Some watch for the commercials. Others want to see the halftime show. A few even tune in for the football. You may have heard: the Super Bowl is being played this Sunday. And that means millions will be paying attention to television’s most popular event to see who is winning their Super Bowl squares competitions.
If you’re unfamiliar—unlikely, considering you’re at a pro football website—here’s how it works. Each person signs up for a square in a 10-by-10 grid. After all the squares are taken, the numbers 0-9 are randomly assigned as headers to each column and to each row. The columns represent one team, and the rows the other. For example, if your numbers were three for the NFC and eight for the AFC during last year’s Super Bowl, you would have won following the Seahawks’ 43-8 domination over the Broncos. Similarly, many competitions have smaller winners for getting the score at the end of each quarter or half.
But how likely are you to win? It all comes down to what numbers you are randomly assigned. We rejoice when it we get the numbers seven and zero and cry when we’re given twos, fives or nines. People will do math during the game. Well, if they kick a field goal and get a safety, and the other team scores a touchdown and goes for two, I’ll win!!!
The dreaded two is the least likely digit to come up in the final score at just 3.51%. But last year the game immediately opened with a safety, putting the Seahawks up 2-0. They held a 22-0 lead at halftime, giving my father the halftime win. What were the odds?
We at numberFire.com can tell you the likelihood of every final score—and the score at the end of any quarter—based on the two teams playing. To do this, we model the probability of going from any one score to another score and combine that with a distribution for how many scoring events there could be. Follow along during the Super Bowl as we update the odds in real time.
Looking at every Super Bowl since it’s inception, the most likely final score has been four for the AFC and seven for the NFC (11.36%). This is not surprising, but just looking at Super Bowls gives us a pretty small sample size, because so many potential final scores have never occurred.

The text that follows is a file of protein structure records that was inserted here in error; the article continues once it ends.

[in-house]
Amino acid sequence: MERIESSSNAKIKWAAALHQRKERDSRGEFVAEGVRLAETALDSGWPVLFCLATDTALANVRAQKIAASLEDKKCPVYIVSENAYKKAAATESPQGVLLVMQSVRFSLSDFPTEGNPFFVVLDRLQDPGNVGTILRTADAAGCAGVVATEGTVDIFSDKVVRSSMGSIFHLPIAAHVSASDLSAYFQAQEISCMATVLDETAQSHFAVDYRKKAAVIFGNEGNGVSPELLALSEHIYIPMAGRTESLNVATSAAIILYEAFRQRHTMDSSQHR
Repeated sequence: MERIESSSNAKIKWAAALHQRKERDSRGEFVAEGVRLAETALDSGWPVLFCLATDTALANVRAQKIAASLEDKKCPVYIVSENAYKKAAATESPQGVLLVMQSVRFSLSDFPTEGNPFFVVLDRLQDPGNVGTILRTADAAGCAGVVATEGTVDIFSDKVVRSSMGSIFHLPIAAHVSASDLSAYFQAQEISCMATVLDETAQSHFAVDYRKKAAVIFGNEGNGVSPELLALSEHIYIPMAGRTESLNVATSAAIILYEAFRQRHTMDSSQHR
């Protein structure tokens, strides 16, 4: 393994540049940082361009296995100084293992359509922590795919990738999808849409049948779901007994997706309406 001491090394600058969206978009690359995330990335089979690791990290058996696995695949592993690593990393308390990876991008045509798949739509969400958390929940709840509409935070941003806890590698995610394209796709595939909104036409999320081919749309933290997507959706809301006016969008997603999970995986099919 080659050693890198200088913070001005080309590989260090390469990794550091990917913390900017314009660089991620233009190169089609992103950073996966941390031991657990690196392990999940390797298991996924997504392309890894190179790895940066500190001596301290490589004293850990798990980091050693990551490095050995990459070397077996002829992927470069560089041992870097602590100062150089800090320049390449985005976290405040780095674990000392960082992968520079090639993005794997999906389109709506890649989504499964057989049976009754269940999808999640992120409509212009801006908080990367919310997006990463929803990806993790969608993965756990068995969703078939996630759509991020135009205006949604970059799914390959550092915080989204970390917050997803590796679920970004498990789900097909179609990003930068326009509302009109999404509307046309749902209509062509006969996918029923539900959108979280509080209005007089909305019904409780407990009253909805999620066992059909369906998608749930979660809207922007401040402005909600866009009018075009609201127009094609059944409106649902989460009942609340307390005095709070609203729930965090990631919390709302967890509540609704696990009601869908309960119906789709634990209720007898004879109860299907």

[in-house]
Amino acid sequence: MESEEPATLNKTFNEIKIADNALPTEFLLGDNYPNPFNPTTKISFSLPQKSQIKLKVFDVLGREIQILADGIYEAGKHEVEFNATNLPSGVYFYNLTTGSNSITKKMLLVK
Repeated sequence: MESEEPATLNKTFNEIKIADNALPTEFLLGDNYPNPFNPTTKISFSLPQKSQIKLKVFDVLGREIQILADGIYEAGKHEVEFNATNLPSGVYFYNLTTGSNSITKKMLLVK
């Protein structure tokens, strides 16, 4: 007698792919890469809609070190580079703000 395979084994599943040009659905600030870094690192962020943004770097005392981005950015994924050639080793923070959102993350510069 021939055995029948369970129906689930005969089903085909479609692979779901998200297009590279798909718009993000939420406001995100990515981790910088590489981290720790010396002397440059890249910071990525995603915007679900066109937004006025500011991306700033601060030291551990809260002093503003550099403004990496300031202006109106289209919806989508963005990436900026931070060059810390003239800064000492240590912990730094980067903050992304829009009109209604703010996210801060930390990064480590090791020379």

AFC vs. NFC Final Digit in All Super Bowls
What about all games between the AFC and NFC since 2000? It’s a tie between AFC seven, NFC zero and AFC four, NFC seven (4.09%). Six final digit combinations actually never occurred over that period, all of which are combinations of twos, fives, eights and nines.
AFC vs. NFC Final Digit in All Games Since 2000
Historically, your best chance to win is to own the coveted 0-0 and take home the first quarter prize. In Super Bowls, 0-0 has won at the end of the first quarter 21.43% of the time since 2000. In all games between AFC and NFC, we see a similar 18.59%. Our projections show that there is actually a 24.68% chance this occurs, essentially one-in-four.
The two teams involved in the game can have a huge impact on the squares probabilities. With two stellar defenses, we would expect far fewer scoring events than with two powerhouse offenses. With one team heavily favored, that would shift the distribution dramatically as well.
Here is our projection for a Super Bowl between two well-matched teams, expected to score the average amount of total points (for Sunday’s game, that is right around 47 total points):
Projected AFC vs. NFC Final Digit for Super Bowl
Hope for sevens, zeros and fours; spurn the twos, fives and nines!
So, what were the odds my dad would win at halftime last year? Just 0.25% to start the game. But after the initial safety, that probability rocketed to 6.65%—the most likely scenario.
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